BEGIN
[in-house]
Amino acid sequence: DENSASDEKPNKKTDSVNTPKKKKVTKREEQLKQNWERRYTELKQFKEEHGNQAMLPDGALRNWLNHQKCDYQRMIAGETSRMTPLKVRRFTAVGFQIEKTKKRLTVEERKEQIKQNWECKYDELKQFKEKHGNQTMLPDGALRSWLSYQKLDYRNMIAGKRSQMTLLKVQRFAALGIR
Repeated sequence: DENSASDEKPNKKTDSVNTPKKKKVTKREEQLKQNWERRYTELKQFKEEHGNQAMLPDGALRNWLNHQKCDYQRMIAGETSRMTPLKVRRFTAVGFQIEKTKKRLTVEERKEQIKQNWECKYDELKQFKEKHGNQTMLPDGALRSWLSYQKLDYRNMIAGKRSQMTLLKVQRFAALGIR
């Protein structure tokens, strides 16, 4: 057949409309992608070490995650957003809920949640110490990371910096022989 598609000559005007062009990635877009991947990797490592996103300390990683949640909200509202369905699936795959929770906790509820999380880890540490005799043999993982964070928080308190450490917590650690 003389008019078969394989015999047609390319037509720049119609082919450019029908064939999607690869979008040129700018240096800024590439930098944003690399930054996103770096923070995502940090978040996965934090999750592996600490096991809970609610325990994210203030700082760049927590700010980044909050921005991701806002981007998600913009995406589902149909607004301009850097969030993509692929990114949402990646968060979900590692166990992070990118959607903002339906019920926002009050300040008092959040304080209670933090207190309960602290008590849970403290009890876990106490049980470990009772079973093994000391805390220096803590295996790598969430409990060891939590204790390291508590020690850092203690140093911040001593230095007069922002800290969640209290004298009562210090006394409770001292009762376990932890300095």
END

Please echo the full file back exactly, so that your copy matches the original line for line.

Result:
[in-house]
Amino acid sequence: DENSASDEKPNKKTDSVNTPKKKKVTKREEQLKQNWERRYTELKQFKEEHGNQAMLPDGALRNWLNHQKCDYQRMIAGETSRMTPLKVRRFTAVGFQIEKTKKRLTVEERKEQIKQNWECKYDELKQFKEKHGNQTMLPDGALRSWLSYQKLDYRNMIAGKRSQMTLLKVQRFAALGIR
Repeated sequence: DENSASDEKPNKKTDSVNTPKKKKVTKREEQLKQNWERRYTELKQFKEEHGNQAMLPDGALRNWLNHQKCDYQRMIAGETSRMTPLKVRRFTAVGFQIEKTKKRLTVEERKEQIKQNWECKYDELKQFKEKHGNQTMLPDGALRSWLSYQKLDYRNMIAGKRSQMTLLKVQRFAALGIR
């Protein structure tokens, strides 16, 4: 057949409309992608070490995650957003809920949640110490990371910096022989 598609000559005007062009990635877009991947990797490592996103300390990683949640909200509202369905699936795959929770906790509820999380880890540490005799043999993982964070928080308190450490917590650690 003389008019078969394989015999047609390319037509720049119609082919450019029908064939999607690869979008040129700018240096800024590439930098944003690399930054996103770096923070995502940090978040996965934090999750592996600490096991809970609610325990994210203030700082760049927590700010980044909050921005991701806002981007998600913009995406589902149909607004301009850097969030993509692929990114949402990646968060979900590692166990992070990118959607903002339906019920926002009050300040008092959040304080209670933090207190309960602290008590849970403290009890876990106490049980470990009772079973093994000391805390220096803590295996790598969430409990060891939590204790390291508590020690850092203690140093911040001593230095007069922002800290969640209290004298009562210090006394409770001292009762376990932890300095």